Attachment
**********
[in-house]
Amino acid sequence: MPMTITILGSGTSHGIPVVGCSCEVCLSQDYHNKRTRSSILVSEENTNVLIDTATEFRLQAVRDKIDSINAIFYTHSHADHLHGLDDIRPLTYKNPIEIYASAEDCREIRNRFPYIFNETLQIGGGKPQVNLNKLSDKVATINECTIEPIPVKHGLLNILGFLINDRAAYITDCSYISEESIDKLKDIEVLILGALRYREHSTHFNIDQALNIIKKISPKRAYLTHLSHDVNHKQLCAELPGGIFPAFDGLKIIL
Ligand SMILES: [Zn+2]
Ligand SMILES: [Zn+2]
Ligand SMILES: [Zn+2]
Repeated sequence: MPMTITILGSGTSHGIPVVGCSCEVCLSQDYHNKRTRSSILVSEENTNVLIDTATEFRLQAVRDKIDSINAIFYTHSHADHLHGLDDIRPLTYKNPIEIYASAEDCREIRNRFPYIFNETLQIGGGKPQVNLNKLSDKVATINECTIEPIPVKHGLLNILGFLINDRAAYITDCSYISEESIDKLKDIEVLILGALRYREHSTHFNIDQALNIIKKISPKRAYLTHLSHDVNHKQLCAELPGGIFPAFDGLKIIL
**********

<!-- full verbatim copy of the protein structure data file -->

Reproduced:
[in-house]
Amino acid sequence: MPMTITILGSGTSHGIPVVGCSCEVCLSQDYHNKRTRSSILVSEENTNVLIDTATEFRLQAVRDKIDSINAIFYTHSHADHLHGLDDIRPLTYKNPIEIYASAEDCREIRNRFPYIFNETLQIGGGKPQVNLNKLSDKVATINECTIEPIPVKHGLLNILGFLINDRAAYITDCSYISEESIDKLKDIEVLILGALRYREHSTHFNIDQALNIIKKISPKRAYLTHLSHDVNHKQLCAELPGGIFPAFDGLKIIL
Ligand SMILES: [Zn+2]
Ligand SMILES: [Zn+2]
Ligand SMILES: [Zn+2]
Repeated sequence: MPMTITILGSGTSHGIPVVGCSCEVCLSQDYHNKRTRSSILVSEENTNVLIDTATEFRLQAVRDKIDSINAIFYTHSHADHLHGLDDIRPLTYKNPIEIYASAEDCREIRNRFPYIFNETLQIGGGKPQVNLNKLSDKVATINECTIEPIPVKHGLLNILGFLINDRAAYITDCSYISEESIDKLKDIEVLILGALRYREHSTHFNIDQALNIIKKISPKRAYLTHLSHDVNHKQLCAELPGGIFPAFDGLKIIL